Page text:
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Iron

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What is iron?

Iron is a mineral and belongs to the trace elements.

What are the functions of iron?

Iron is particularly relevant for blood formation, for the transportation of oxygen through the body and for energy metabolism. It is also a cofactor of numerous enzymes in the metabolism and therefore plays a role in several cycles.

What makes iron unique?

Iron stands out due to its necessity for the blood system. Hardly any other micronutrient is found in red blood cells in such high concentrations. It is also interesting to note that iron constantly alternates between the trivalent and bivalent form. It can only enter the cell in divalent form, is stored in trivalent form and is also transported in trivalent form in the blood. This easy release and absorption of electrons enables iron to be the central atom of many enzymes and therefore important for the reaction to take place.

How much iron do you need per day?

The recommended intake of iron according to the German Nutrition Society (DGE) is as follows:

Age Iron mg/day male Iron mg/day female
Infants
0 to under 4 months 0,3 0,3
4 to under 12 months 11 11
Children and teenagers    
1 to under 4 years 7 7
4 to under 7 years 7 7
7 to under 10 years 10 10
10 to under 13 years 14 14
13 to under 15 years 11 16
15 to under 19 years 11 16
Adults    
19 to under 25 years 11 16
25 to under 51 years 11 Prämenop:16
Postmenop:14
51 to under 65 years 11 Prämenop:16
Postmenop:14
65 years and older 11 14
Pregnant women   27
Breastfeeding   16

When do you need iron most?

As a woman, your iron requirement is increased due to monthly blood loss. Around 20% of women in Germany have a diagnosed iron deficiency. The need is therefore increased here. The need for iron is also particularly high during pregnancy and breastfeeding, as the child is also being nourished. An adequate iron supply is also important for competitive athletes, as the muscles should be supplied with plenty of oxygen, especially during the regeneration phase.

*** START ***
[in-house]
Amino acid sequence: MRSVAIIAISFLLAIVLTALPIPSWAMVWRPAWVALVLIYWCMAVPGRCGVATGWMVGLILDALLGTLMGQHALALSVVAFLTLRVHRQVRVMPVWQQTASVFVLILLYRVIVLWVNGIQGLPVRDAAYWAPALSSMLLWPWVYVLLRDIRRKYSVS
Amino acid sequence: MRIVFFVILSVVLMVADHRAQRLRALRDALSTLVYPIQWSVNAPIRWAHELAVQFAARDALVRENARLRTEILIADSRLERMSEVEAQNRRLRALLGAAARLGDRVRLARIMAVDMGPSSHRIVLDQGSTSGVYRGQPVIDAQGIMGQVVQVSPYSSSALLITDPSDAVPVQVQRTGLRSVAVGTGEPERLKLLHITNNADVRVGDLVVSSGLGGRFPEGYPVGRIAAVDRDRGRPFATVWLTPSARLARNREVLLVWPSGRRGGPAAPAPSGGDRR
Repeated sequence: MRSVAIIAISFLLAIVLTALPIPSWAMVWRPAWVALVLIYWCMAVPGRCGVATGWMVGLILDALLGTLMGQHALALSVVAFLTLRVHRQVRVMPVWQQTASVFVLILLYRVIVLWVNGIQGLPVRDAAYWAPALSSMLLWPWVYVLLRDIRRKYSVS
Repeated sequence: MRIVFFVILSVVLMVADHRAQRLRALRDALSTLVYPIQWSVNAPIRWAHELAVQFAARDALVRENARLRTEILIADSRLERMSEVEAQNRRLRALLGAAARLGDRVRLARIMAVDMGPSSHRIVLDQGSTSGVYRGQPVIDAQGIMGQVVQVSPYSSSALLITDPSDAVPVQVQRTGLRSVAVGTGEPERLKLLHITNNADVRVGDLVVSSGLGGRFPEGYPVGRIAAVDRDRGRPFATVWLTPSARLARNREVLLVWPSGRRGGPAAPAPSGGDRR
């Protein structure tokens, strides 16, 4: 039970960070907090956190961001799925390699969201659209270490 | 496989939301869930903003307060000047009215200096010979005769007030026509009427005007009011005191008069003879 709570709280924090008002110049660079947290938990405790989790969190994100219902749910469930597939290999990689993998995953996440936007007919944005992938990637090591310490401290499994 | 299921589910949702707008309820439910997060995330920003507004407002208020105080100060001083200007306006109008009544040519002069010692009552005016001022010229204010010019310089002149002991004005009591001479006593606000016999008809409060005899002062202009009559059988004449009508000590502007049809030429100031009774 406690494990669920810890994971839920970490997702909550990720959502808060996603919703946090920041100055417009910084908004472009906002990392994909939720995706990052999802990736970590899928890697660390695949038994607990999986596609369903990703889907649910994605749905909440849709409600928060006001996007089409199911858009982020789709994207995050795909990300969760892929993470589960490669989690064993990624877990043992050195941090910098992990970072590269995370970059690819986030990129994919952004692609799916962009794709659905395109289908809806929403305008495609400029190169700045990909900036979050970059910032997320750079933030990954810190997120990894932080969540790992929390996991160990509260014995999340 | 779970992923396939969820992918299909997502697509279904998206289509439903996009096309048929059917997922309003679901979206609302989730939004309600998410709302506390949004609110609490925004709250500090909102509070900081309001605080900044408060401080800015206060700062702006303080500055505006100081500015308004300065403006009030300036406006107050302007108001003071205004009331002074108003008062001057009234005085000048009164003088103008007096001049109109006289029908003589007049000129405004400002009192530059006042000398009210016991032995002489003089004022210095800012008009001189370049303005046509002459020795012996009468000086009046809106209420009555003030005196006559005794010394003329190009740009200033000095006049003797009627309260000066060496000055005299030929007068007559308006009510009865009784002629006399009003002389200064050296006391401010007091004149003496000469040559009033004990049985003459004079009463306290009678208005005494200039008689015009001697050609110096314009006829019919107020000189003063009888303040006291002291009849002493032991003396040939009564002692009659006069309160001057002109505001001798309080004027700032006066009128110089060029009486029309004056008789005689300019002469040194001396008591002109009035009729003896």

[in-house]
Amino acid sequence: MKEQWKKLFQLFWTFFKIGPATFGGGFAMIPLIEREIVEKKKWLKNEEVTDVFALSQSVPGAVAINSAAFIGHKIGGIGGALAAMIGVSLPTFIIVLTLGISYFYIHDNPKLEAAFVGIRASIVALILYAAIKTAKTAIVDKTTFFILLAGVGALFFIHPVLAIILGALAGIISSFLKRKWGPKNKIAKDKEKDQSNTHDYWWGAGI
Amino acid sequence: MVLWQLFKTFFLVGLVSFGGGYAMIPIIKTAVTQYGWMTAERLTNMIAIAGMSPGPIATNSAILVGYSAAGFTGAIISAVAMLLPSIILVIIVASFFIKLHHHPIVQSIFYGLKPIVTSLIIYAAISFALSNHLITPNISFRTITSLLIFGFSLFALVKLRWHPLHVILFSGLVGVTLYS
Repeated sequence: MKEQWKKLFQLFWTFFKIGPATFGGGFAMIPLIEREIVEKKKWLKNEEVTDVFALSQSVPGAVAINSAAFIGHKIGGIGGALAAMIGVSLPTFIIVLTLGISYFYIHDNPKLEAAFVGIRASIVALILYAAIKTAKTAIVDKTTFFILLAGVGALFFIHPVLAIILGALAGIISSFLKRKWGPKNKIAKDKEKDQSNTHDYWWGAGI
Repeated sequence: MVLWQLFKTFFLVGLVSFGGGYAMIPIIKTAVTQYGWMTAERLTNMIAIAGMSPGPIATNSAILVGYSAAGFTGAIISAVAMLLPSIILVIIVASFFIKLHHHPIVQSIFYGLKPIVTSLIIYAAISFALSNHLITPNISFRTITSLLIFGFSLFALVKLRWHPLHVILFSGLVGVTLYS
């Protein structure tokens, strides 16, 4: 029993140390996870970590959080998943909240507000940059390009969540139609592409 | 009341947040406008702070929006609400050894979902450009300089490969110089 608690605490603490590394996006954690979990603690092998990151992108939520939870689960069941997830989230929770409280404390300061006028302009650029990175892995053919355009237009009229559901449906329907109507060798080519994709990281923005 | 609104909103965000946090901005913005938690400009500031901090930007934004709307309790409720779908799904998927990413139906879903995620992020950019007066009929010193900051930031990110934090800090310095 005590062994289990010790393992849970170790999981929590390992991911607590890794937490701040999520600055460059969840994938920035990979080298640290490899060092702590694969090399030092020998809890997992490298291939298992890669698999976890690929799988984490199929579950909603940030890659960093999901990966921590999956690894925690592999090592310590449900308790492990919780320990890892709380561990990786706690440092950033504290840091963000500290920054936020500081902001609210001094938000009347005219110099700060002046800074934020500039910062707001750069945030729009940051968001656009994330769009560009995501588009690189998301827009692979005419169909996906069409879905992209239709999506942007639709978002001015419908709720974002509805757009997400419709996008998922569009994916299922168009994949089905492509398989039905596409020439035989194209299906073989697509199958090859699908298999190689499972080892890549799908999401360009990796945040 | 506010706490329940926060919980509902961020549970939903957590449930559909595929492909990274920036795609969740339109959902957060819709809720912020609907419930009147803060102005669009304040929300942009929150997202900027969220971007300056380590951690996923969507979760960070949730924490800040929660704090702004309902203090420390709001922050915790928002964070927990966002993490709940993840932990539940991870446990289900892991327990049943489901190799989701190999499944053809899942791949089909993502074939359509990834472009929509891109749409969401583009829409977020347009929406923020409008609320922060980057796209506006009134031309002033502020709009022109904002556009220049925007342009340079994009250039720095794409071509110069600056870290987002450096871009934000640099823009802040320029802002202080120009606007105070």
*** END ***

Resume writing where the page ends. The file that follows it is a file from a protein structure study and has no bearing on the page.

How does an iron deficiency develop and how does it manifest itself?

Iron deficiency can lead to anaemia, as fewer and smaller blood cells are produced in the long term. The first signs of this can be tiredness, forgetfulness and irritability. Other symptoms may develop over time, including pale skin and mucous membranes, headaches and loss of performance. In addition to menstruating women and pregnant women, vegetarians and vegans in particular have an increased risk of developing an iron deficiency. Iron deficiency can also occur after major blood loss, for example after an accident, an operation or a blood donation.

What happens if there is an overdose of iron?

According to the German Federal Institute for Risk Assessment (BfR), you should not take more than 6 mg of iron per day in the form of food supplements. Taking too much iron can have serious health consequences - from vomiting, diarrhea and abdominal pain to fatal liver failure. This is known as iron poisoning.

Which foods are particularly high in iron?

Nuts, seeds, red meat and fish contain particularly high levels of iron. Plant iron is trivalent (oxidized), which makes it more difficult to absorb than the animal form. This is because the iron is bound to the oxygen transport molecule heme. There are all kinds of tricks to increase the absorption of plant-based iron: vitamin C, lactoferrin and cysteine and avoiding coffee increase absorption. In addition, vitamin B6, B12 and copper can be used to promote utilization.

Further blog articles on the topic

What to do about iron deficiency? Causes and countermeasures
5 to 10 % of Germans suffer from iron deficiency. How it develops and how you can meet your body's iron requirements.
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Minerals, trace elements and electrolytes: the big picture
Nothing works in the body without them: minerals and trace elements are the driving forces behind many vital processes. In this article, you can find out which of these substances are essential and where you can get them from.
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The blood-brain barrier - how you can protect it
Your blood-brain barrier is there to protect your brain. It is designed to prevent toxins and pathogens from entering your brain from your blood. It is precisely this function of the barrier that can be impaired, leading to illness and unpleasant symptoms. How is this possible?
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This dictionary entry is based on carefully researched sources:

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